It’s best to grill the smoked chicken for about 2-5 minutes at high temperature, and then to give it some ‘rest’ so it regains the moisture from the vinegar or juices that it lost during the grilling process. And there you have it: delicious, crunchy chicken ready to be served!

What Should You Avoid While Trying to Cook Crispy Chicken in a Smoker?

There are some things you should avoid while cooking chicken. Read below to know if these are some of the mistakes you might be making while trying to cook crispy chicken:

1)      If you want crispiness, avoid marination, as you don’t want too much of liquid to seep into the chicken which will give a soggy result at the end.

2)      Avoid using sauces before cooking the chicken. If you want to use sauces, always do them right before you’ve finished grilling the chicken.

3)      Avoid cooking at a low temperature if you want crispy chicken. The chicken needs enough temperature for allowing the fats to render. A low temperature will not only give a rubbery result at the end but also take it longer for the chicken to be cooked.

How to Salvage Rubbery Chicken Once It Turns Out That Way?

If you’ve accidentally made rubbery chicken, there are still a few ways you can make it crispy. It wouldn’t turn out as crispy as if you had cooked it the right way from the start, but you can still manage to make your chicken taste decently crispy.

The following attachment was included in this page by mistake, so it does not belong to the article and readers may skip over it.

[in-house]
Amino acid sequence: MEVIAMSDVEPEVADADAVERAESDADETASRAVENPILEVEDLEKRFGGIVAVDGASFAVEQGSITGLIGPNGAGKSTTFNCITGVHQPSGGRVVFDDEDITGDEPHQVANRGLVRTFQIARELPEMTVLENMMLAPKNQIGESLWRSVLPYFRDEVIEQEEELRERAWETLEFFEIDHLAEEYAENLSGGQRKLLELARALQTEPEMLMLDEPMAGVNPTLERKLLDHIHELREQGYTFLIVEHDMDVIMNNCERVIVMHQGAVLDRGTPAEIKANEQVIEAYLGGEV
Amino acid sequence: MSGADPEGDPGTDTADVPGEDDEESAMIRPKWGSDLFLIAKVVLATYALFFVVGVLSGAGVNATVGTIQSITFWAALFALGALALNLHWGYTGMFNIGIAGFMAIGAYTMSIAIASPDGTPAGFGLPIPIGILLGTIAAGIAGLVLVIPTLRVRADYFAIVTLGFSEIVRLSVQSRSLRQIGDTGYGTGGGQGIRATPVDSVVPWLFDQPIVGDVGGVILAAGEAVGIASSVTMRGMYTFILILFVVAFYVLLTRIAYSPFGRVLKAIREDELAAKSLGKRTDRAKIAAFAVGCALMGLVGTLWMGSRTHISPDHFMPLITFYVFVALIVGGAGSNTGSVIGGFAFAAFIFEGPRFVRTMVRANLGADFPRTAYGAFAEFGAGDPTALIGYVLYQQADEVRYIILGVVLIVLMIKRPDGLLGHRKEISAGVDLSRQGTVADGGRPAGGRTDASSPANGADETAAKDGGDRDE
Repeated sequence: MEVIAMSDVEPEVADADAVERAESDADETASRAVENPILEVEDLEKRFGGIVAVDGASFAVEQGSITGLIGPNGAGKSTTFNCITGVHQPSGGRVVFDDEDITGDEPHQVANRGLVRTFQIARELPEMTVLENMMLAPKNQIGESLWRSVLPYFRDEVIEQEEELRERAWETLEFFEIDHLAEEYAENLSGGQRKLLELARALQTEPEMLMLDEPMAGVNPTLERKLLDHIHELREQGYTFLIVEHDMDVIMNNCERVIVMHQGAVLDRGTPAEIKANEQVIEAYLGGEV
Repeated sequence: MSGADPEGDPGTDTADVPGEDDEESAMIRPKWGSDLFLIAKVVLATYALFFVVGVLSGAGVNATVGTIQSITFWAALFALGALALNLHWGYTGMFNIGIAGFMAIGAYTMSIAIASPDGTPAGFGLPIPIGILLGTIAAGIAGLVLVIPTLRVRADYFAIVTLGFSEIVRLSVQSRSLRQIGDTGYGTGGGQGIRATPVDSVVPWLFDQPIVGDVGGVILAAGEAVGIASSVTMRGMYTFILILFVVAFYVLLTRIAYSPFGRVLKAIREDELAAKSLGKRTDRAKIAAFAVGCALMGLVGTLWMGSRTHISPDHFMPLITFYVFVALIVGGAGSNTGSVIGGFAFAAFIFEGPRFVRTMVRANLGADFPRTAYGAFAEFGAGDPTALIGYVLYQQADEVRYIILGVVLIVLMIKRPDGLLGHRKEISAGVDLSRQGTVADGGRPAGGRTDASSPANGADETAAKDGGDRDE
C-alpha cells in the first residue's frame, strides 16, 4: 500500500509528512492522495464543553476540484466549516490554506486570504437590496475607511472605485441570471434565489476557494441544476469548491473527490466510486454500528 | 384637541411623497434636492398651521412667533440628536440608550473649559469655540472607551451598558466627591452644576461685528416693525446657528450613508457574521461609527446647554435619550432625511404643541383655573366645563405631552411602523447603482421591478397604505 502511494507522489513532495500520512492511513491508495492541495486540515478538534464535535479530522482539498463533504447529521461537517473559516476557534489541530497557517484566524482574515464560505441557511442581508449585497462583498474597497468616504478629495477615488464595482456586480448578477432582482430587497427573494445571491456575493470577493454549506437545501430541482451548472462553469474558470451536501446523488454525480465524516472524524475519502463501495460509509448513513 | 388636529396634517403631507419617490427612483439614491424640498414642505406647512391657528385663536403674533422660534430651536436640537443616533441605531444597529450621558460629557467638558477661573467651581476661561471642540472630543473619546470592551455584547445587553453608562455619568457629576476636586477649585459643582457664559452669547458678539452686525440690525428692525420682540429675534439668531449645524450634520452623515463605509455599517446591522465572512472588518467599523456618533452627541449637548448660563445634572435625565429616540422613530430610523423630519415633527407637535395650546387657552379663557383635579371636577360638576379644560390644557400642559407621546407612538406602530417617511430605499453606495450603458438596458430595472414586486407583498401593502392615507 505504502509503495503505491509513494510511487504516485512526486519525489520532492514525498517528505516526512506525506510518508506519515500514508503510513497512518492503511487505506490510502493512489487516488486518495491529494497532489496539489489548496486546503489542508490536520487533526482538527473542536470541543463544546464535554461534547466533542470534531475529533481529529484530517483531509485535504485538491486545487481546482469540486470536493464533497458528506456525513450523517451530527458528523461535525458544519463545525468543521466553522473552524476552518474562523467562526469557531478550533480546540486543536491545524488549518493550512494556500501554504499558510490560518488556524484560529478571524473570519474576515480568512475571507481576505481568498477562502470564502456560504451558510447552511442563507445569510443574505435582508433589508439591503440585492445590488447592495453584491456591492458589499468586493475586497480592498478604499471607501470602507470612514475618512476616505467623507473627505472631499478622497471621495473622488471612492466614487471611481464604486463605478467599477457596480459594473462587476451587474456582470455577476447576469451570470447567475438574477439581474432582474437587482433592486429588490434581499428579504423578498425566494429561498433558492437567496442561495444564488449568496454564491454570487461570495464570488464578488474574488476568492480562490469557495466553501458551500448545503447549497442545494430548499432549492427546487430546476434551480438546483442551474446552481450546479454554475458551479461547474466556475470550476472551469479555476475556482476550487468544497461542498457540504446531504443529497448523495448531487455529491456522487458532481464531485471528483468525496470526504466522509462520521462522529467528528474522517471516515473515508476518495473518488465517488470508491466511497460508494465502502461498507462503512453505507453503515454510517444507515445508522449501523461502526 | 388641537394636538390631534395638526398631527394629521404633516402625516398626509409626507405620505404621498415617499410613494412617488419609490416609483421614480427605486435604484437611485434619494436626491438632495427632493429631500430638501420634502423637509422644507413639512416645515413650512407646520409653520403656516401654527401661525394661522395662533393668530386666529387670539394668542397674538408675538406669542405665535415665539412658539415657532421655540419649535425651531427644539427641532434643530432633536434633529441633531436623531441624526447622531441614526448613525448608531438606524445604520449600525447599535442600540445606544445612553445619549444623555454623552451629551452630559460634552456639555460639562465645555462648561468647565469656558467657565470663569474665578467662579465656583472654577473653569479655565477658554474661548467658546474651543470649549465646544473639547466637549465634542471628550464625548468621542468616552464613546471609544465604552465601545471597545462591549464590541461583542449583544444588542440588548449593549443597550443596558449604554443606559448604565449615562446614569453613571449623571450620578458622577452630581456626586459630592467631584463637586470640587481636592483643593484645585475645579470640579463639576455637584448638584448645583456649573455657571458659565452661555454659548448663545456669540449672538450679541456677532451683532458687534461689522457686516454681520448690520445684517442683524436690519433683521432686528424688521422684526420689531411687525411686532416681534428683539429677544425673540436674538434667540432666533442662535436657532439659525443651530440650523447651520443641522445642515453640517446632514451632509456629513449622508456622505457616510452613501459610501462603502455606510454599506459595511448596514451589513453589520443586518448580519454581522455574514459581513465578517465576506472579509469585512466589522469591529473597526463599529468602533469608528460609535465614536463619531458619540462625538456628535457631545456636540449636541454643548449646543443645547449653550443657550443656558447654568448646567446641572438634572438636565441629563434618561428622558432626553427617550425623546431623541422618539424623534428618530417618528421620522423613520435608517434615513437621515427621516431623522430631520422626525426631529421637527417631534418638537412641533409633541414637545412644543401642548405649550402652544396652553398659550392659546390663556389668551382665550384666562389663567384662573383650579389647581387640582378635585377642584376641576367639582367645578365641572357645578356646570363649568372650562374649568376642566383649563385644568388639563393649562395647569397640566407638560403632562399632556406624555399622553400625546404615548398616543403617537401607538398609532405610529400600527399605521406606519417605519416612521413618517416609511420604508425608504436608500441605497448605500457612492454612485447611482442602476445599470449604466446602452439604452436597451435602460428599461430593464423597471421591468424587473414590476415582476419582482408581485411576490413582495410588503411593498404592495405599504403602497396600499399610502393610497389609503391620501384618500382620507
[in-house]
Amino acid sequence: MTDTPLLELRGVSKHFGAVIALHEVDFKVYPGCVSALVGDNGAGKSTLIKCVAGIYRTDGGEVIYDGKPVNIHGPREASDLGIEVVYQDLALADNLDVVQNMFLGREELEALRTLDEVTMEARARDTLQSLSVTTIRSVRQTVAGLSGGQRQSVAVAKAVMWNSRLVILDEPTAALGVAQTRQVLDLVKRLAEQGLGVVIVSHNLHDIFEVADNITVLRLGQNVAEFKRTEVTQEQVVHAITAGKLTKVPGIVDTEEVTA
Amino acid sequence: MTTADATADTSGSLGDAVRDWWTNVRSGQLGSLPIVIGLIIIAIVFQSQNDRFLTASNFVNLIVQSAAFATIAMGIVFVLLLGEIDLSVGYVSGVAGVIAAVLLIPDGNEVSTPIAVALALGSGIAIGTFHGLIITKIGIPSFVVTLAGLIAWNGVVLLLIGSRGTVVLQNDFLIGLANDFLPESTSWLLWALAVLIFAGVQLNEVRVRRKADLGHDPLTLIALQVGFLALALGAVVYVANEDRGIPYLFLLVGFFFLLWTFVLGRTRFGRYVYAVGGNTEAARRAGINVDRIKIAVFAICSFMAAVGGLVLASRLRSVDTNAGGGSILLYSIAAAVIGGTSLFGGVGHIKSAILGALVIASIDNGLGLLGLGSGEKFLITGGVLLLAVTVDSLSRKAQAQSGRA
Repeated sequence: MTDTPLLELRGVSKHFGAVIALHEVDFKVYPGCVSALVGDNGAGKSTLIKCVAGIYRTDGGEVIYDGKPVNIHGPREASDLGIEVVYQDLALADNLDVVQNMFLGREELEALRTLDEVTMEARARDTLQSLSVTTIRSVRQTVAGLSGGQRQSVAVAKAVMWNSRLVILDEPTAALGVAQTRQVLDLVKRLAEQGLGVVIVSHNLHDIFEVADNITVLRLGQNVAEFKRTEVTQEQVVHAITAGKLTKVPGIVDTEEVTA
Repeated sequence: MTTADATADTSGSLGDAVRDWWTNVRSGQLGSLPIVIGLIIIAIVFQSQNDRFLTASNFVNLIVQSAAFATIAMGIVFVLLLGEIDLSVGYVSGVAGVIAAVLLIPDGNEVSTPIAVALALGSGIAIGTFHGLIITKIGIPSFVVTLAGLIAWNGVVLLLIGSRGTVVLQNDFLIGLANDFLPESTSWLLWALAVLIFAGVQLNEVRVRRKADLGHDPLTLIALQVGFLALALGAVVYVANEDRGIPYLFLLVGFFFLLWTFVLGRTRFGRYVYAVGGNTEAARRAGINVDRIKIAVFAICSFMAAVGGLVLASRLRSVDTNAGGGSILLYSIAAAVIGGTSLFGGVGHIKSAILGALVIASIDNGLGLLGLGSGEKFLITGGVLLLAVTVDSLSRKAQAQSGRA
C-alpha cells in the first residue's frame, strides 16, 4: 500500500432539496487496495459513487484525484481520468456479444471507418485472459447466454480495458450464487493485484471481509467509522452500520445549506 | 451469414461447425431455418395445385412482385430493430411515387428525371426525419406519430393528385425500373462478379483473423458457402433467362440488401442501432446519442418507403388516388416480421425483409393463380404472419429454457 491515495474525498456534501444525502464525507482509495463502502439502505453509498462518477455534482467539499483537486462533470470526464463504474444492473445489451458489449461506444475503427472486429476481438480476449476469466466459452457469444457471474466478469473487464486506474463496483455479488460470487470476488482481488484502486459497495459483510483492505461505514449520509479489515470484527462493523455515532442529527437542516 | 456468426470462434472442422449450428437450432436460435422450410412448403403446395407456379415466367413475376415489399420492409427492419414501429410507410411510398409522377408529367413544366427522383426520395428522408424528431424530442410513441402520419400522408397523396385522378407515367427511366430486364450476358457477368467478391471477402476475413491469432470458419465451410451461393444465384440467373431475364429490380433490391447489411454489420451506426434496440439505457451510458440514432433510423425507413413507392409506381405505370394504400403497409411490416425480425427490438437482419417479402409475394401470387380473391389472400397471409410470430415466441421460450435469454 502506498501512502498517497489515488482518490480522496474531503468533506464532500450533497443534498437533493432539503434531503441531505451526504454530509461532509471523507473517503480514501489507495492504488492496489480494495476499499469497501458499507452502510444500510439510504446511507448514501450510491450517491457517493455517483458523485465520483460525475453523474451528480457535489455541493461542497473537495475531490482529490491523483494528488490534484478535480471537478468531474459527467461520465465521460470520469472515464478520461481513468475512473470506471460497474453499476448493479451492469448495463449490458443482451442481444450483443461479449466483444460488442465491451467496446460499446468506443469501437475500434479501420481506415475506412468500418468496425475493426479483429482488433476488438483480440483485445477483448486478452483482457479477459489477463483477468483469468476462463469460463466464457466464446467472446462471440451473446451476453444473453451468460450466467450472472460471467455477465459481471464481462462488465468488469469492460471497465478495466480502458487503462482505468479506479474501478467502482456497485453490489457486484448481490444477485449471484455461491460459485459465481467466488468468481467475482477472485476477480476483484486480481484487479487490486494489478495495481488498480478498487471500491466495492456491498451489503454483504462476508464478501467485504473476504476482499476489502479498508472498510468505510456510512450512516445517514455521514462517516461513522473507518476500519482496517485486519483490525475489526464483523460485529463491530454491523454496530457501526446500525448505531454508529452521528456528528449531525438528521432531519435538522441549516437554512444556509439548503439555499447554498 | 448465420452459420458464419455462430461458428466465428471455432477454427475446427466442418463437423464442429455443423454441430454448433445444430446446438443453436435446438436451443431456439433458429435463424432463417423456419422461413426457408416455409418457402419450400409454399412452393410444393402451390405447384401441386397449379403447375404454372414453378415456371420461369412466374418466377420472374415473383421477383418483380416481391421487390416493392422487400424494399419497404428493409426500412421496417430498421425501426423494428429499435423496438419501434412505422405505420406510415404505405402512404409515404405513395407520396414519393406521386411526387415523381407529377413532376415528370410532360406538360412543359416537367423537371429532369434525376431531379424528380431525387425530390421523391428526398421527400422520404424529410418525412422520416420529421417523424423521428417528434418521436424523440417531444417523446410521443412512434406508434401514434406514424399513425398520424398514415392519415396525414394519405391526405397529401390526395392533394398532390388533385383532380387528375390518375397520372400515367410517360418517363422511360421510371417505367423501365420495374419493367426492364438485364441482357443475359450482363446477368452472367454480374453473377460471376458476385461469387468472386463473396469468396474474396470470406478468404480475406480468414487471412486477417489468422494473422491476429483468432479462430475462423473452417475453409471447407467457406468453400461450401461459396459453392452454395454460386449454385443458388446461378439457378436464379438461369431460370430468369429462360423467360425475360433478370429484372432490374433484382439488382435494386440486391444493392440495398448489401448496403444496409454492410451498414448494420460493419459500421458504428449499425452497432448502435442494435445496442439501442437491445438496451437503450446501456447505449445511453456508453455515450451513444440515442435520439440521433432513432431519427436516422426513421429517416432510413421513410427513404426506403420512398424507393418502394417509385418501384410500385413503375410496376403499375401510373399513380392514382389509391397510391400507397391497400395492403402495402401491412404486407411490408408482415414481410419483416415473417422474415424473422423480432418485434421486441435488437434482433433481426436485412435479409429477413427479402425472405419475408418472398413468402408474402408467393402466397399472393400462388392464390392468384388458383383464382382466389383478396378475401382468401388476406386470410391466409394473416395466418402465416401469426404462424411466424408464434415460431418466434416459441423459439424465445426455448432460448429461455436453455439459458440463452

You basically sear the chicken with the side of its skin facing downwards in order to remove moisture from the skin. This will cook the chicken more and maybe burn it a little bit, but it will leave some sear lines on the surface which are inviting and aesthetic to look at.

Another way to go about it is to simply remove the skin from the chicken. This is usually in the scenario your chicken turns out rubbery to the extent that it is not enjoyable at all.

Removing the skin will affect some of the flavor and strip off the seasoning, but you will still get tender chicken at the end which you can cut up in pieces to serve it as a skinless, tasty dish.